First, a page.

Firstly, the total population was layered with average family income. This result produced no CTs where the categories intersected. The dwelling lot layer was then added which produced a final result of two possible CTs in which to locate the community centre according to the social/ economic criteria. The results of these are displayed in the Social/Economic Characteristics map on page 3.



Transportation/Environmental Considerations
Public transportation access is one of the key considerations in site suitability. The map on Page 5 shows TTC routes servicing Ward 4. The majority of major streets are serviced by TTC bus route and most residents live within a 500m distance of routes. 250m is considered average walking distance for community centre access and this buffer was applied in determining possible locations which is shown on the potential site map on the Possible Site Location map on Page 7. Some of the main challenges to development in Ward 4 are environmentally sensitive areas. In considering the site, both Open Areas and Park Spaces were looked at. In terms of Open Areas, these provide the opportunity for development without having to redevelop land parcels that are already in use. Unfortunately, as the Transportation/Environmental Characteristics map on Page 5 displays, there are very few open spaces available in Ward 4. In considering parks, it is important to show the natural coverage currently in existence. Potential sites included those areas not covered by foliage. This eliminated the majority of larger park parcels. Furthermore, parks classified under the Toronto Ravine Protection Area were also not considered. The majority of this protected space is in the area surrounding the Humber River, but also extends through natural spines throughout the Ward. A 500m buffer was applied in determining potential Open/Park Spaces in order to consider locations that are proximate to those CTs selected in the Social/Economic study. The Transportation/Environmental Characteristics map on Page 5 provides an overview of TTC route service and Parks, Open Area, and Natural Coverage.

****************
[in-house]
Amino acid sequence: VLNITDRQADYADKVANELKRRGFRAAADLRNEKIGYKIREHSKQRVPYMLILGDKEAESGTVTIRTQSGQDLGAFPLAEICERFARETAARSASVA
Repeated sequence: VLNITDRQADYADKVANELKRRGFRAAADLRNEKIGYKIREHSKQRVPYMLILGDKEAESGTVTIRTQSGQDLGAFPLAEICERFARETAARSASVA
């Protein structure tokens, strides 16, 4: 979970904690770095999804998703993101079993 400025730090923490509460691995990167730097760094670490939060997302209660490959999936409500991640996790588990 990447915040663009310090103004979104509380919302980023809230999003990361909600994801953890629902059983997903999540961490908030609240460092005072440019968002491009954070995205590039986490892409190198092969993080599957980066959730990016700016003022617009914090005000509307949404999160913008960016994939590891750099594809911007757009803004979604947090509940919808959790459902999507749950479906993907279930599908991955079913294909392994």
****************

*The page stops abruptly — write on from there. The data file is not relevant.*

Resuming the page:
The following factors were considered when determining if a new community centre should be placed in Ward 4: 1. Social/Economic criteria that limited development to areas of over 6,000 people, more than 2,000 dwelling units, and an average family income of under $75,000; 2. A maximum of 250 m from a TTC stop; 3. Development in an open area or park space that was not affected by natural coverage or considered a protected area and within a 750 m buffer zone of the Social/Economic criteria; and 4. Not located near any of the other community centres. The Possible Site Location map on Page 7, and the corresponding aerial image on Page 8, are a result of the above conditions analyzed through GIS. Although there are potential sites available, there are none located within an optimal location considering the criteria above. Therefore, at this time it is recommended that Ward 4 do not proceed in the development of a new community centre, Although the criteria set out do indicate viable sites, the main deciding factor is the proximity of current community centres. The potential sites proposed all fall within a 2km radius of these. The user potential for the proposed development would likely affect users and services in existing locations. Given this overriding condition, and that residents do consider lack of current community centres to be an issue, it is beneficial to maintain the status quo.




Canadian Broadcasting Corportation. (2006). Toronto Votes - Ward 4 Profile. Retrieved electronically November 25, 2008 from: http://www, City of Toronto (2008). Toronto Ward 4 Profile. Retrieved electronically November 25, 2008 from: Ryerson University (2008). Various maps and statistical information. Retrieved electronically on vari ous days through: